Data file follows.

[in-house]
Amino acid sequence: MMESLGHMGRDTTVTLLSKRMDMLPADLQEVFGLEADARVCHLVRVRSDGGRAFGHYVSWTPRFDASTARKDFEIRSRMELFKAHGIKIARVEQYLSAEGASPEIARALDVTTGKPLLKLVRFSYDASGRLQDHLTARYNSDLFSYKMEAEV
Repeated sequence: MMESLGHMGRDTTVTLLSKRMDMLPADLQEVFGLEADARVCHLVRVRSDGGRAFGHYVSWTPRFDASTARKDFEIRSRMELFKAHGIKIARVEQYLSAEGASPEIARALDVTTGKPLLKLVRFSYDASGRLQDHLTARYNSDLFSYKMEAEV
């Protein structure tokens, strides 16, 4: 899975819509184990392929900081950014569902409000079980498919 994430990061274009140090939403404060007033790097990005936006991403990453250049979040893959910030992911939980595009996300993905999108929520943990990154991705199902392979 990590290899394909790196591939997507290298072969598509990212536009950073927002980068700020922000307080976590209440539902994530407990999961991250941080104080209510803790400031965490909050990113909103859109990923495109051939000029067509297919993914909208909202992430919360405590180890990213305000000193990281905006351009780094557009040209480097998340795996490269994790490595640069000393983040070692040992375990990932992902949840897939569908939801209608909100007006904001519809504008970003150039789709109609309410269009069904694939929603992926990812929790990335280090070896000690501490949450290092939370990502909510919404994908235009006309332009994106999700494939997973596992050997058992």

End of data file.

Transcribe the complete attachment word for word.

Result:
[in-house]
Amino acid sequence: MMESLGHMGRDTTVTLLSKRMDMLPADLQEVFGLEADARVCHLVRVRSDGGRAFGHYVSWTPRFDASTARKDFEIRSRMELFKAHGIKIARVEQYLSAEGASPEIARALDVTTGKPLLKLVRFSYDASGRLQDHLTARYNSDLFSYKMEAEV
Repeated sequence: MMESLGHMGRDTTVTLLSKRMDMLPADLQEVFGLEADARVCHLVRVRSDGGRAFGHYVSWTPRFDASTARKDFEIRSRMELFKAHGIKIARVEQYLSAEGASPEIARALDVTTGKPLLKLVRFSYDASGRLQDHLTARYNSDLFSYKMEAEV
């Protein structure tokens, strides 16, 4: 899975819509184990392929900081950014569902409000079980498919 994430990061274009140090939403404060007033790097990005936006991403990453250049979040893959910030992911939980595009996300993905999108929520943990990154991705199902392979 990590290899394909790196591939997507290298072969598509990212536009950073927002980068700020922000307080976590209440539902994530407990999961991250941080104080209510803790400031965490909050990113909103859109990923495109051939000029067509297919993914909208909202992430919360405590180890990213305000000193990281905006351009780094557009040209480097998340795996490269994790490595640069000393983040070692040992375990990932992902949840897939569908939801209608909100007006904001519809504008970003150039789709109609309410269009069904694939929603992926990812929790990335280090070896000690501490949450290092939370990502909510919404994908235009006309332009994106999700494939997973596992050997058992």